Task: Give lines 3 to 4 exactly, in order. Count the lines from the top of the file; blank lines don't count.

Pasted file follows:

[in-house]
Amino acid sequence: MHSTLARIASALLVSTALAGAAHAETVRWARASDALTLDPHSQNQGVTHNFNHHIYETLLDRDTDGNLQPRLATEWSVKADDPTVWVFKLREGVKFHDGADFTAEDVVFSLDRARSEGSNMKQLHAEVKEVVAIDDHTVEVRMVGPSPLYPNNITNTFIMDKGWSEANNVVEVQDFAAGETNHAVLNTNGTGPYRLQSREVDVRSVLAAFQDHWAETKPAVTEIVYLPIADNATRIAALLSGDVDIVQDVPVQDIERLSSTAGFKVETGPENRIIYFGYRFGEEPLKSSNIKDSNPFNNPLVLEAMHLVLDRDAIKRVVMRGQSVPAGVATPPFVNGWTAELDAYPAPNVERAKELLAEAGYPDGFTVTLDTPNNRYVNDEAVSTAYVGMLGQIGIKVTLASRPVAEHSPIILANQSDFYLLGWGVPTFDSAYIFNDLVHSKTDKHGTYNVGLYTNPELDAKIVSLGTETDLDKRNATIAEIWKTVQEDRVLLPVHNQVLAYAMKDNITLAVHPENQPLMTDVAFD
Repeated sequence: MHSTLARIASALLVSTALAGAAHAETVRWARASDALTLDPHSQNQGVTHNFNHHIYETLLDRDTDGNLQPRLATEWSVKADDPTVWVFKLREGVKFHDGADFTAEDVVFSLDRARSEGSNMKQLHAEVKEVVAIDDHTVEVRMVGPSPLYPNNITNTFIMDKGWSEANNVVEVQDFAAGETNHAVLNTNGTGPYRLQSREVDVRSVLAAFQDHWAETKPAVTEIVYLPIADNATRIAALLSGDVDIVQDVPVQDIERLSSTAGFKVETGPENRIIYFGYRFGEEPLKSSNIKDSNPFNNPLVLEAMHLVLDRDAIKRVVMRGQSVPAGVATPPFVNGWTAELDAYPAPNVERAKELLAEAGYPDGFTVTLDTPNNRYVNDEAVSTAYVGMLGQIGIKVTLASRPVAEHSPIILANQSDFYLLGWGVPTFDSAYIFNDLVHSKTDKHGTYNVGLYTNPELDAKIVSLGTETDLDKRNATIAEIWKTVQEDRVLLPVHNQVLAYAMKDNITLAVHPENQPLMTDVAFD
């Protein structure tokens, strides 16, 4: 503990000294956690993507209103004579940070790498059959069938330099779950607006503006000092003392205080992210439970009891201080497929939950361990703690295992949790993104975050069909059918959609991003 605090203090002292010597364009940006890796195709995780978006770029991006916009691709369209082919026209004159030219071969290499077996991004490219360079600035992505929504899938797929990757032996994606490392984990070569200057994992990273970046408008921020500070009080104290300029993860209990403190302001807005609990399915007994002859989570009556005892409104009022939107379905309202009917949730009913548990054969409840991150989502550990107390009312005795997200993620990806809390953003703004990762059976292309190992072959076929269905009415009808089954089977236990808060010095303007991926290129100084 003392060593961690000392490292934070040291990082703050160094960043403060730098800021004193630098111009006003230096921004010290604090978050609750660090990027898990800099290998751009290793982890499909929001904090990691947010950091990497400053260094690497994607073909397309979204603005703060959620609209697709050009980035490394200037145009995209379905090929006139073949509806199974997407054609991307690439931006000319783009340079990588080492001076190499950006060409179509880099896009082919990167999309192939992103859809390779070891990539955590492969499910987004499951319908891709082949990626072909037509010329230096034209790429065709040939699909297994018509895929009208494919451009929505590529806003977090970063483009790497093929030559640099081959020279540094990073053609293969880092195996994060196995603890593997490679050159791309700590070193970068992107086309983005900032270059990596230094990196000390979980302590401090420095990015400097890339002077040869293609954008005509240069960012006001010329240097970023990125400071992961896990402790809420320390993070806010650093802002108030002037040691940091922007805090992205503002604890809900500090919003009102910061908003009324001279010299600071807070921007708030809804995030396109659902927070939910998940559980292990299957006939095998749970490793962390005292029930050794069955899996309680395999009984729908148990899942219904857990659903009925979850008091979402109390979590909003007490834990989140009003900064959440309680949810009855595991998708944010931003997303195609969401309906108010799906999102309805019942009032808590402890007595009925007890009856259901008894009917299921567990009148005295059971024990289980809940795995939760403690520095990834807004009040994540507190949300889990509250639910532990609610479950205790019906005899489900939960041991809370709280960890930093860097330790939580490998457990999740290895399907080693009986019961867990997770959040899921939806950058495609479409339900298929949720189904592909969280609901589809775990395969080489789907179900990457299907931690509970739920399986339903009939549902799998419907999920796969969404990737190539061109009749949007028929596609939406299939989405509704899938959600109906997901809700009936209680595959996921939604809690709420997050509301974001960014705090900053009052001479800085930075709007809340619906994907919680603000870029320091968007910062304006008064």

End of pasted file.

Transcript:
Repeated sequence: MHSTLARIASALLVSTALAGAAHAETVRWARASDALTLDPHSQNQGVTHNFNHHIYETLLDRDTDGNLQPRLATEWSVKADDPTVWVFKLREGVKFHDGADFTAEDVVFSLDRARSEGSNMKQLHAEVKEVVAIDDHTVEVRMVGPSPLYPNNITNTFIMDKGWSEANNVVEVQDFAAGETNHAVLNTNGTGPYRLQSREVDVRSVLAAFQDHWAETKPAVTEIVYLPIADNATRIAALLSGDVDIVQDVPVQDIERLSSTAGFKVETGPENRIIYFGYRFGEEPLKSSNIKDSNPFNNPLVLEAMHLVLDRDAIKRVVMRGQSVPAGVATPPFVNGWTAELDAYPAPNVERAKELLAEAGYPDGFTVTLDTPNNRYVNDEAVSTAYVGMLGQIGIKVTLASRPVAEHSPIILANQSDFYLLGWGVPTFDSAYIFNDLVHSKTDKHGTYNVGLYTNPELDAKIVSLGTETDLDKRNATIAEIWKTVQEDRVLLPVHNQVLAYAMKDNITLAVHPENQPLMTDVAFD
């Protein structure tokens, strides 16, 4: 503990000294956690993507209103004579940070790498059959069938330099779950607006503006000092003392205080992210439970009891201080497929939950361990703690295992949790993104975050069909059918959609991003 605090203090002292010597364009940006890796195709995780978006770029991006916009691709369209082919026209004159030219071969290499077996991004490219360079600035992505929504899938797929990757032996994606490392984990070569200057994992990273970046408008921020500070009080104290300029993860209990403190302001807005609990399915007994002859989570009556005892409104009022939107379905309202009917949730009913548990054969409840991150989502550990107390009312005795997200993620990806809390953003703004990762059976292309190992072959076929269905009415009808089954089977236990808060010095303007991926290129100084 003392060593961690000392490292934070040291990082703050160094960043403060730098800021004193630098111009006003230096921004010290604090978050609750660090990027898990800099290998751009290793982890499909929001904090990691947010950091990497400053260094690497994607073909397309979204603005703060959620609209697709050009980035490394200037145009995209379905090929006139073949509806199974997407054609991307690439931006000319783009340079990588080492001076190499950006060409179509880099896009082919990167999309192939992103859809390779070891990539955590492969499910987004499951319908891709082949990626072909037509010329230096034209790429065709040939699909297994018509895929009208494919451009929505590529806003977090970063483009790497093929030559640099081959020279540094990073053609293969880092195996994060196995603890593997490679050159791309700590070193970068992107086309983005900032270059990596230094990196000390979980302590401090420095990015400097890339002077040869293609954008005509240069960012006001010329240097970023990125400071992961896990402790809420320390993070806010650093802002108030002037040691940091922007805090992205503002604890809900500090919003009102910061908003009324001279010299600071807070921007708030809804995030396109659902927070939910998940559980292990299957006939095998749970490793962390005292029930050794069955899996309680395999009984729908148990899942219904857990659903009925979850008091979402109390979590909003007490834990989140009003900064959440309680949810009855595991998708944010931003997303195609969401309906108010799906999102309805019942009032808590402890007595009925007890009856259901008894009917299921567990009148005295059971024990289980809940795995939760403690520095990834807004009040994540507190949300889990509250639910532990609610479950205790019906005899489900939960041991809370709280960890930093860097330790939580490998457990999740290895399907080693009986019961867990997770959040899921939806950058495609479409339900298929949720189904592909969280609901589809775990395969080489789907179900990457299907931690509970739920399986339903009939549902799998419907999920796969969404990737190539061109009749949007028929596609939406299939989405509704899938959600109906997901809700009936209680595959996921939604809690709420997050509301974001960014705090900053009052001479800085930075709007809340619906994907919680603000870029320091968007910062304006008064």